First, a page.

For example, I live in a small town (about 5000 inhabitants), in central Italy (in Italy, only a rough 0,6% of the population has red hair). Here in my town there are at least 10/12 redheads I know of. This means that, if you are lucky, you can meet one or two of us while strolling down the main road or going to the market. I remember that, when I was younger and used to go out for a walk with my friends, I would often meet a red-haired girl who looked very much like me (although she was taller). And when I was a child, there was another red-haired little girl not far from my granny’s house. And this is Italy. In countries like the UK and Ireland meeting a redhead should be quite common, today like yesterday. If you see a certain thing with a certain regularity, this thing is not rare, it's just unusual.

Besides, why should something rare, or uncommon, or unusual be considered evil? In Italy, for example, green and blue eyes too are unusual, but I’m not aware of past prejudice against them. However, if you read these proverbs;

http://redhairmyths.blogspot.it/2015/05/italian-sayings-and-proverbs-about-red.html

Or if you read the beginning of the Italian short story Rosso Malpelo, you clearly see that red-haired people where considered almost the epitome of evil.

http://redhairmyths.blogspot.it/2015/04/rosso-malpelo-evil-hair.html 

We have this idea that, in the past, people were so stupid, ignorant and narrow-minded that they hated and mistrusted everything out of the ordinary. I don’t believe that and I don’t have this low opinion of past generations. On the contrary, I believe that behind our actions there’s always a reason, now as well as in the past, although often, with the passage of the time, reasons are forgotten.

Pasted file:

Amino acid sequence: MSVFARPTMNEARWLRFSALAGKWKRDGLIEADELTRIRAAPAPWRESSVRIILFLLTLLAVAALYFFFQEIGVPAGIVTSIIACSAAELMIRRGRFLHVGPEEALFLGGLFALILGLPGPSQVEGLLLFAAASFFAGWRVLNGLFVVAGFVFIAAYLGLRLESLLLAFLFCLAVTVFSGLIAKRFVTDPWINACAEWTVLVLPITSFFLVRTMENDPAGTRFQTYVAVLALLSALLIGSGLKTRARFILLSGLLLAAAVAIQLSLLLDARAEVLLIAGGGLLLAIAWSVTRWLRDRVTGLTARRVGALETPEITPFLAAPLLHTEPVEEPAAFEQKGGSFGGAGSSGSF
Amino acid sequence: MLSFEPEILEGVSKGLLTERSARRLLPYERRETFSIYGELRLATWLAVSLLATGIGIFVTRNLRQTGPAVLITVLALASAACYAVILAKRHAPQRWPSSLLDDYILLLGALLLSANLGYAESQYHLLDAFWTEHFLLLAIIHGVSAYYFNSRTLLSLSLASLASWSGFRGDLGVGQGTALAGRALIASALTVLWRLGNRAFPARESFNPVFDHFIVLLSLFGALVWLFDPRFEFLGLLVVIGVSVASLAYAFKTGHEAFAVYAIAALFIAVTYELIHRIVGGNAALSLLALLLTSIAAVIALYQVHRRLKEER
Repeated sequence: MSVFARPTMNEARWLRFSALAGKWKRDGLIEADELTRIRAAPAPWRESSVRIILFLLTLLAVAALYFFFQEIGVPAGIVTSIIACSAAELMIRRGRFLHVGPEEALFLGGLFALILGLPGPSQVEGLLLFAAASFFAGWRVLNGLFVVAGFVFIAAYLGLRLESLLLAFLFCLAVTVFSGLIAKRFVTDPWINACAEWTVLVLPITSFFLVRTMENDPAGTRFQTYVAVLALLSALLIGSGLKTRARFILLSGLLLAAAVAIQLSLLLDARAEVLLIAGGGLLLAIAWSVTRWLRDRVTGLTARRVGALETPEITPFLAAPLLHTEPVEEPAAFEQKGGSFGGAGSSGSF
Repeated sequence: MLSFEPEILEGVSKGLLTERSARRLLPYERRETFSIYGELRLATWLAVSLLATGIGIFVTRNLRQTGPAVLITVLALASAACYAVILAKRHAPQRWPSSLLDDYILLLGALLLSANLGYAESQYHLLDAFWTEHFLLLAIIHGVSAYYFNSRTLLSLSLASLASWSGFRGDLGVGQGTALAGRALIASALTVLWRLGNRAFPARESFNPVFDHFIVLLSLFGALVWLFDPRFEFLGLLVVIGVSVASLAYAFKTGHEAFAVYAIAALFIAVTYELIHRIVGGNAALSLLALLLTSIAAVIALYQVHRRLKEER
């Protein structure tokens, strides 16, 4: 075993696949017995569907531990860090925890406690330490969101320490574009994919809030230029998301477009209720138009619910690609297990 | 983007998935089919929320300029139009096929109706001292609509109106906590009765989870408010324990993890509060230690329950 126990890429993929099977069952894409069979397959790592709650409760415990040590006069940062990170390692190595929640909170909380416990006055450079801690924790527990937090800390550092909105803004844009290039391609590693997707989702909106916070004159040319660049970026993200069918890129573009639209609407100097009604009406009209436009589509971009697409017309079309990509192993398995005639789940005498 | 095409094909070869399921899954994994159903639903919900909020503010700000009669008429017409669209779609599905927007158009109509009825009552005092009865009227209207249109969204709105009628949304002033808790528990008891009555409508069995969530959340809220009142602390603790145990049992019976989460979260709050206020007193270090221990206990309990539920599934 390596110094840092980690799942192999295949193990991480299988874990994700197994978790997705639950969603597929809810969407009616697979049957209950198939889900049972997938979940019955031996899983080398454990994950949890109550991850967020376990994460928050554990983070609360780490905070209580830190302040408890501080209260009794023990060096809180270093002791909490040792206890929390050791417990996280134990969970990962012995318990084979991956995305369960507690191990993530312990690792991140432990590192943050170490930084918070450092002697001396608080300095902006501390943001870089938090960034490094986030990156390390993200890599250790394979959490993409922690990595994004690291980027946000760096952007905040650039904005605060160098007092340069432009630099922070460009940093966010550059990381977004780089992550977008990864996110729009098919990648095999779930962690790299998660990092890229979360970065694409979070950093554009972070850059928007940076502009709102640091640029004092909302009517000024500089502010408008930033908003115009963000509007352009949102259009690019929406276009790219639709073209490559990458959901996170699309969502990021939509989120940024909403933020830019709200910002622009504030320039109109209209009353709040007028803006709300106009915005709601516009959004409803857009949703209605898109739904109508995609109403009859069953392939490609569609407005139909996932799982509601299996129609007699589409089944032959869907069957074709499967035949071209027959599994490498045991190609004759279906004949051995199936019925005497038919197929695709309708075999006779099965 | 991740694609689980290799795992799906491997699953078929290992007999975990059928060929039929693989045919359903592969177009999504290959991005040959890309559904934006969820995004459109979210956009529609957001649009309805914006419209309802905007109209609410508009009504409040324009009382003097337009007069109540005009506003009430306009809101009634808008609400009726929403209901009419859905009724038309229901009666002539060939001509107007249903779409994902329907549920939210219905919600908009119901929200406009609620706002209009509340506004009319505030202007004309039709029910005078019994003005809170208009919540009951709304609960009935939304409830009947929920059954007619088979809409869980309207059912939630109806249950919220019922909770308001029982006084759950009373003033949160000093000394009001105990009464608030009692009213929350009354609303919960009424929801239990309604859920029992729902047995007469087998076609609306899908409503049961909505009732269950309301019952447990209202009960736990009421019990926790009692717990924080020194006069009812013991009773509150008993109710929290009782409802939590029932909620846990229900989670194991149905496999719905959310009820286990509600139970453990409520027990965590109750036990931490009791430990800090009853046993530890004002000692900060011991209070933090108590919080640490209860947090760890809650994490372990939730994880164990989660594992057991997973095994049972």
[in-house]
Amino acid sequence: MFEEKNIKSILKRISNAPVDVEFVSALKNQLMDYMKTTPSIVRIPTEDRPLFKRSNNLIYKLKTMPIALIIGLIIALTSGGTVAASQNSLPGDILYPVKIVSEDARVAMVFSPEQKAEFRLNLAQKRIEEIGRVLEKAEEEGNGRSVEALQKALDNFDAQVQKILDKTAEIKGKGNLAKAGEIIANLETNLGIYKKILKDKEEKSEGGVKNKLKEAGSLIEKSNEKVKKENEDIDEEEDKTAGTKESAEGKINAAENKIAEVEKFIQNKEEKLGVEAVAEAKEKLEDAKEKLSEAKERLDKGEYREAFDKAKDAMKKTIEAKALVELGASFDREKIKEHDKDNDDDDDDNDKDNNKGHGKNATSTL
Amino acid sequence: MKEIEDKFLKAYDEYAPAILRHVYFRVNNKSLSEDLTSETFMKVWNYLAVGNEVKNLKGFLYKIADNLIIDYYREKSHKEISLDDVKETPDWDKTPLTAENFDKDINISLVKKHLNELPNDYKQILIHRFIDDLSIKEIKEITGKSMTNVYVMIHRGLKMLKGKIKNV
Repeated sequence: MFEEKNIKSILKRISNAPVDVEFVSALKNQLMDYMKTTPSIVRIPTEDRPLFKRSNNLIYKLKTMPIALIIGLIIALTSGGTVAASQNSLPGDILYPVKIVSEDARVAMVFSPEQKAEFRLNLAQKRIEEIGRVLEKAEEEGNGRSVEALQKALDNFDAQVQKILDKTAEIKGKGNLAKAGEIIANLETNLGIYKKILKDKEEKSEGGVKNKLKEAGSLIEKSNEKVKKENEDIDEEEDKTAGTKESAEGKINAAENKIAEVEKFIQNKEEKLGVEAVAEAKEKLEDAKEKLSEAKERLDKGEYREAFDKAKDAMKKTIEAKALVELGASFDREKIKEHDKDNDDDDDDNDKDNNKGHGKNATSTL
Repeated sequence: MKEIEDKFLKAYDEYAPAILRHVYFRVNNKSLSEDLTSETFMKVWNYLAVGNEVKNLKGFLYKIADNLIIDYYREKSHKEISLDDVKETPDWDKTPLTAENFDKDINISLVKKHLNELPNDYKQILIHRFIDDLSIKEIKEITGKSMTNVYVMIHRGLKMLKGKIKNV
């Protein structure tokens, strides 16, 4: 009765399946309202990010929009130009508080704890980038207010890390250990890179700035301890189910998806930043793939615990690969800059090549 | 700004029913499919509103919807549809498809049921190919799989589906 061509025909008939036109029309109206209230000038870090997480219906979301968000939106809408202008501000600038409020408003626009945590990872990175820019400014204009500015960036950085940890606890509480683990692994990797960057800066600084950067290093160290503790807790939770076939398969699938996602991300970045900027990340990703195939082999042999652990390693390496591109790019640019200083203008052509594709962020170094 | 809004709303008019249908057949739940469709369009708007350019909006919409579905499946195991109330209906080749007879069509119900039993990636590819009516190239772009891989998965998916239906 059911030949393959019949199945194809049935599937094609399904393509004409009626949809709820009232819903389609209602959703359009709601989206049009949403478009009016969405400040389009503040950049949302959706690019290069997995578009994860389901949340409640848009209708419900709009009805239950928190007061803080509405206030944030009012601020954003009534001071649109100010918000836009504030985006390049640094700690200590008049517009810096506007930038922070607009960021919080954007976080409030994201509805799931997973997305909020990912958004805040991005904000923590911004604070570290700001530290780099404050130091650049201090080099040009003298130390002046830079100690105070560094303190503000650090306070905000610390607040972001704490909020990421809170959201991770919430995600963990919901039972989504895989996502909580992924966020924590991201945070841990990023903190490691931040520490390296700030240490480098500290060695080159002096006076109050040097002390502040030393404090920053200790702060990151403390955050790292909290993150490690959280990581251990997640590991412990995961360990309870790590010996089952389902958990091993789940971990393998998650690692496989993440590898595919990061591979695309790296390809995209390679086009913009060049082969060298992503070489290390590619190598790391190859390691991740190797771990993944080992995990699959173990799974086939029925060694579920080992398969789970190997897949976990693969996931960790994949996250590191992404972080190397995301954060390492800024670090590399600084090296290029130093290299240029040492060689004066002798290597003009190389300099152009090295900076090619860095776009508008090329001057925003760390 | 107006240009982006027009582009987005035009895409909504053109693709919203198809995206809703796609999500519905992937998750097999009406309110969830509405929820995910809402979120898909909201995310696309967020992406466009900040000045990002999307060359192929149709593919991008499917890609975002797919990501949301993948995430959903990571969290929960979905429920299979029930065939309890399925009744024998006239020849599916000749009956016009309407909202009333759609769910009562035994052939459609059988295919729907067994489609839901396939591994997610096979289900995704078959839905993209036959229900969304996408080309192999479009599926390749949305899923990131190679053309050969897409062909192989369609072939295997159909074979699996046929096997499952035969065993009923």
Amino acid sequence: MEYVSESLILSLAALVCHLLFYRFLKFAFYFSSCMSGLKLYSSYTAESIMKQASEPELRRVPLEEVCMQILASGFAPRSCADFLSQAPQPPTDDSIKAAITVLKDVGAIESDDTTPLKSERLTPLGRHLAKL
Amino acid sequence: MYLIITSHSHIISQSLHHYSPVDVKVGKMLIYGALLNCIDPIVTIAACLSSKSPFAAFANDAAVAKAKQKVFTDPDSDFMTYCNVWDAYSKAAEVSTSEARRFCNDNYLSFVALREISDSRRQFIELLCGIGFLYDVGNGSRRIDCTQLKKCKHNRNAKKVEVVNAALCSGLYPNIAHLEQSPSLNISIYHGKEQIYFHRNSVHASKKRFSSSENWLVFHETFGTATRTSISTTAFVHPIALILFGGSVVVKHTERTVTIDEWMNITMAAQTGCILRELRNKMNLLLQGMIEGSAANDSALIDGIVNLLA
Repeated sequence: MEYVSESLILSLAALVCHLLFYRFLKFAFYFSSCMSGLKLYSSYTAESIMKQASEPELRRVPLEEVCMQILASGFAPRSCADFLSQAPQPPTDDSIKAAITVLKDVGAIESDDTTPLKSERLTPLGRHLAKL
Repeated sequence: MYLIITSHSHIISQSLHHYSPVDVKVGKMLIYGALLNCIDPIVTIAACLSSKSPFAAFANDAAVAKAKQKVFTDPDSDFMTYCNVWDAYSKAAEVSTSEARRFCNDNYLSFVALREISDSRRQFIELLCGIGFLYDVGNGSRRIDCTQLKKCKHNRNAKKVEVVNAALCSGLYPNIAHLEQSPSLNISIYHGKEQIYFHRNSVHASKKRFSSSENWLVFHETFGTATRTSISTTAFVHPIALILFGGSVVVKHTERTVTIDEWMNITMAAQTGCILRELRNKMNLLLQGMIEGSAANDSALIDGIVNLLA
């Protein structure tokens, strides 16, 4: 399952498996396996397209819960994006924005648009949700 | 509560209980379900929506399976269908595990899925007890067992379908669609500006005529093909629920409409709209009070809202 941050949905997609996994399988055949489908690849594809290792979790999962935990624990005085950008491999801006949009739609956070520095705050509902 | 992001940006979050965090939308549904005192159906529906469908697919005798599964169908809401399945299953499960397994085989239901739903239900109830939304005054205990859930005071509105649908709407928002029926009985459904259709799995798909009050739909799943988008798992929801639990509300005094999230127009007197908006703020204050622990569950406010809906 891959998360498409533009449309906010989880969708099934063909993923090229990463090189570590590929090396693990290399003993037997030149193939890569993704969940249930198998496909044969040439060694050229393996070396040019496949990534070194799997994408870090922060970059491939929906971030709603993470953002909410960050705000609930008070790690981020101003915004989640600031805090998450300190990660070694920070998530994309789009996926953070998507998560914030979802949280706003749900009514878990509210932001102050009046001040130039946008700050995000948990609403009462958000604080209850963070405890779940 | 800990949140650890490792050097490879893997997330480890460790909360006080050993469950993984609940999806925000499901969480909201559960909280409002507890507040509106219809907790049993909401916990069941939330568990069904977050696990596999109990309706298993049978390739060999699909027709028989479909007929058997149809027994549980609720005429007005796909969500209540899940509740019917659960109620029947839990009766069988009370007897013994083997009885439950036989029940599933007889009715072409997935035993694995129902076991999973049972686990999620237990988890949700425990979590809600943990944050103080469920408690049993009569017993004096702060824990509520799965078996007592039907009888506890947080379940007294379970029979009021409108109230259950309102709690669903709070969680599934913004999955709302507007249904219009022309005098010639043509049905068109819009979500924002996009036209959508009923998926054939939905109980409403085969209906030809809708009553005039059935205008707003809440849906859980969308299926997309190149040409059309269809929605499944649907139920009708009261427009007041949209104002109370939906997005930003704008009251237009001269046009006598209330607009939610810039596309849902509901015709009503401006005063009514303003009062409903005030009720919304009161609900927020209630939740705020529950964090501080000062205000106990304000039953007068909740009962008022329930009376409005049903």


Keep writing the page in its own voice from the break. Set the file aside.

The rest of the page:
Another explanation I happened to read is that the prejudice against red hair was due to the prejudice against the Irish and the Scots, but obviously this applies only to Great Britain and not to rest of the world.

One day, I was reflecting on my ever-growing list of famous redheads in history. Currently there are a little bit more than 300 names (we are posting all of them on our Facebook page https://www.facebook.com/FamousRedheads/ ), and most of them belong to two categories: sovereigns and aristocrats. They come not only from the UK and northern Europe, but also from southern Europe and from Muslim rulers. I also noticed that often, if the sovereign didn't have red hair, someone in his/her family (a sibling or a parent) had it. That’s when an idea dawned on me.

In the past (for reasons we still have to investigate), red hair was particularly common among royals and aristocrats, and that’s the reason why people mistrusted it: because they identified it with people of power, and people of power have always been perceived as oppressors.

This could also be the reason why, on the contrary, more educated people loved red hair. Painters, for example, usually worked for rich patrons, and painters have always represented red hair in their works, long before the Pre-Raphaelites.

Then, over the centuries, red hair began to spread among common people as well, who would keep seeing them as something negative.